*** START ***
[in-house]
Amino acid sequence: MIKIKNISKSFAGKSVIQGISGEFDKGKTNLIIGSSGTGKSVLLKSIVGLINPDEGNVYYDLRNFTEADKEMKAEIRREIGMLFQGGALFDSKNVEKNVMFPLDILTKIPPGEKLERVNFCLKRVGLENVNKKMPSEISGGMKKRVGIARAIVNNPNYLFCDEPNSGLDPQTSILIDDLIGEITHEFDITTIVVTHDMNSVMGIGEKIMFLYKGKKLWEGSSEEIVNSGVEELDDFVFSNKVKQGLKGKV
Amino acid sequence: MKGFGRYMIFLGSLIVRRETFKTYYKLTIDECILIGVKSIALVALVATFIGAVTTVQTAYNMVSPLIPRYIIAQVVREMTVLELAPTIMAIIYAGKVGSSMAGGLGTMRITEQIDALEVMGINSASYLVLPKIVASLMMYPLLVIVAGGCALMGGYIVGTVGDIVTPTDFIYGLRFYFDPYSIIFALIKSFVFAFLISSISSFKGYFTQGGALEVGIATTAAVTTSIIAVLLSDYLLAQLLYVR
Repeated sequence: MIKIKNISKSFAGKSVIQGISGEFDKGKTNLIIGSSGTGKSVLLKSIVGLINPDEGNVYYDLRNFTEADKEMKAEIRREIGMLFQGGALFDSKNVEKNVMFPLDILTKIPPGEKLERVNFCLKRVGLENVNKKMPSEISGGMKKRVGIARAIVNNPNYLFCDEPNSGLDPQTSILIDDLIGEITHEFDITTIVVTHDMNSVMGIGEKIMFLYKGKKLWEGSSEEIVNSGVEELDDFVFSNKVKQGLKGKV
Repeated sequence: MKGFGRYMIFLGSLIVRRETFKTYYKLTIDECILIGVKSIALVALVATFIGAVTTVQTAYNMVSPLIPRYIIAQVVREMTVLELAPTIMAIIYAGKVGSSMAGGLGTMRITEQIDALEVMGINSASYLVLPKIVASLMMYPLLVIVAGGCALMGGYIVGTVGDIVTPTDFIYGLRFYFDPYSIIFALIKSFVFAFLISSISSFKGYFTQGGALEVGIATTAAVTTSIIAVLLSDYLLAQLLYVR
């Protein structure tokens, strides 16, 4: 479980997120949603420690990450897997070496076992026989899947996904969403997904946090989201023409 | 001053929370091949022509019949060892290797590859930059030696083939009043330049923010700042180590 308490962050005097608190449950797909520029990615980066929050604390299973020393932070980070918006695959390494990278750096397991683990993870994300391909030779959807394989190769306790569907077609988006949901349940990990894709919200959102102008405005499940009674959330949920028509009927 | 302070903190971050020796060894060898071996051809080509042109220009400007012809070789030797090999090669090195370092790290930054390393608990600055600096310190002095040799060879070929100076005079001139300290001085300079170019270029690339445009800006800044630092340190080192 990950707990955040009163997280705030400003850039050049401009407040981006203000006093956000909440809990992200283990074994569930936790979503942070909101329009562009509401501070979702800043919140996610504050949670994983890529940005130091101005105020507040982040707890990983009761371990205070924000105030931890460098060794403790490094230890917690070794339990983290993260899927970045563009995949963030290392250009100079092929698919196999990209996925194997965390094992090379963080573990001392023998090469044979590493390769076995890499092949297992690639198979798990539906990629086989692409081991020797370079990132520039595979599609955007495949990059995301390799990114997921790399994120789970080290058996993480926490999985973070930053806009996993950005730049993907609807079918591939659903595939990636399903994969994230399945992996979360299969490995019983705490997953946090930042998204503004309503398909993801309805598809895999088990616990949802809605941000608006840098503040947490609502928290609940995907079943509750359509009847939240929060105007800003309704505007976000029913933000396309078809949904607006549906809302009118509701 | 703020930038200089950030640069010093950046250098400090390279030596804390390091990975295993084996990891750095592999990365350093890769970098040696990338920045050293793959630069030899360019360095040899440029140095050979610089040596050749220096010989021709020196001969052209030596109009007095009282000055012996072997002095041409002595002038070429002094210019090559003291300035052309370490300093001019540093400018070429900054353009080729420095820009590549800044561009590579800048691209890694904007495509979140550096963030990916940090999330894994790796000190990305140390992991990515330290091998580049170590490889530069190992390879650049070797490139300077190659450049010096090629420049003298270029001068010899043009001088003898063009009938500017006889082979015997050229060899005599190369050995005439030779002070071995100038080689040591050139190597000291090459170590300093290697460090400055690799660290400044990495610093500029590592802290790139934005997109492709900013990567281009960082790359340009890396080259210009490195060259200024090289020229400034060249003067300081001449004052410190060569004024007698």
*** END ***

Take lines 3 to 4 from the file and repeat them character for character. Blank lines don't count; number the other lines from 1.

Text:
Amino acid sequence: MKGFGRYMIFLGSLIVRRETFKTYYKLTIDECILIGVKSIALVALVATFIGAVTTVQTAYNMVSPLIPRYIIAQVVREMTVLELAPTIMAIIYAGKVGSSMAGGLGTMRITEQIDALEVMGINSASYLVLPKIVASLMMYPLLVIVAGGCALMGGYIVGTVGDIVTPTDFIYGLRFYFDPYSIIFALIKSFVFAFLISSISSFKGYFTQGGALEVGIATTAAVTTSIIAVLLSDYLLAQLLYVR
Repeated sequence: MIKIKNISKSFAGKSVIQGISGEFDKGKTNLIIGSSGTGKSVLLKSIVGLINPDEGNVYYDLRNFTEADKEMKAEIRREIGMLFQGGALFDSKNVEKNVMFPLDILTKIPPGEKLERVNFCLKRVGLENVNKKMPSEISGGMKKRVGIARAIVNNPNYLFCDEPNSGLDPQTSILIDDLIGEITHEFDITTIVVTHDMNSVMGIGEKIMFLYKGKKLWEGSSEEIVNSGVEELDDFVFSNKVKQGLKGKV